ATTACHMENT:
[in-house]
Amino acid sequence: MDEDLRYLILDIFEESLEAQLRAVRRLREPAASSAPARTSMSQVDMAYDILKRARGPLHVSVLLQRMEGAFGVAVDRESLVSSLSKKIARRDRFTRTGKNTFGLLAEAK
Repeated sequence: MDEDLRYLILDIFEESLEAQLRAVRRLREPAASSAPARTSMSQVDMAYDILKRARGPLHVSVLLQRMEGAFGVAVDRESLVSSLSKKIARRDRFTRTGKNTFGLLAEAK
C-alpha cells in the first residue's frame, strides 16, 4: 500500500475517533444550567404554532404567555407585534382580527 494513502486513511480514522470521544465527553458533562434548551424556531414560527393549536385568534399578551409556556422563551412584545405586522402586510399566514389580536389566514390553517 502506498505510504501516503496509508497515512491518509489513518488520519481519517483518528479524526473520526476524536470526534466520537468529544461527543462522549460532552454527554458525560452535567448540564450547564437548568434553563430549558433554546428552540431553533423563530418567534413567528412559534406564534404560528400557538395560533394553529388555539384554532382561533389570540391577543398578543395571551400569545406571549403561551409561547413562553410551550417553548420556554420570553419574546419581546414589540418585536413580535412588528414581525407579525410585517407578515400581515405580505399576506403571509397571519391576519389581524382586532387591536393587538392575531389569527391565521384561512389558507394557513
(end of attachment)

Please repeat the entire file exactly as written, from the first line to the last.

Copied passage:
[in-house]
Amino acid sequence: MDEDLRYLILDIFEESLEAQLRAVRRLREPAASSAPARTSMSQVDMAYDILKRARGPLHVSVLLQRMEGAFGVAVDRESLVSSLSKKIARRDRFTRTGKNTFGLLAEAK
Repeated sequence: MDEDLRYLILDIFEESLEAQLRAVRRLREPAASSAPARTSMSQVDMAYDILKRARGPLHVSVLLQRMEGAFGVAVDRESLVSSLSKKIARRDRFTRTGKNTFGLLAEAK
C-alpha cells in the first residue's frame, strides 16, 4: 500500500475517533444550567404554532404567555407585534382580527 494513502486513511480514522470521544465527553458533562434548551424556531414560527393549536385568534399578551409556556422563551412584545405586522402586510399566514389580536389566514390553517 502506498505510504501516503496509508497515512491518509489513518488520519481519517483518528479524526473520526476524536470526534466520537468529544461527543462522549460532552454527554458525560452535567448540564450547564437548568434553563430549558433554546428552540431553533423563530418567534413567528412559534406564534404560528400557538395560533394553529388555539384554532382561533389570540391577543398578543395571551400569545406571549403561551409561547413562553410551550417553548420556554420570553419574546419581546414589540418585536413580535412588528414581525407579525410585517407578515400581515405580505399576506403571509397571519391576519389581524382586532387591536393587538392575531389569527391565521384561512389558507394557513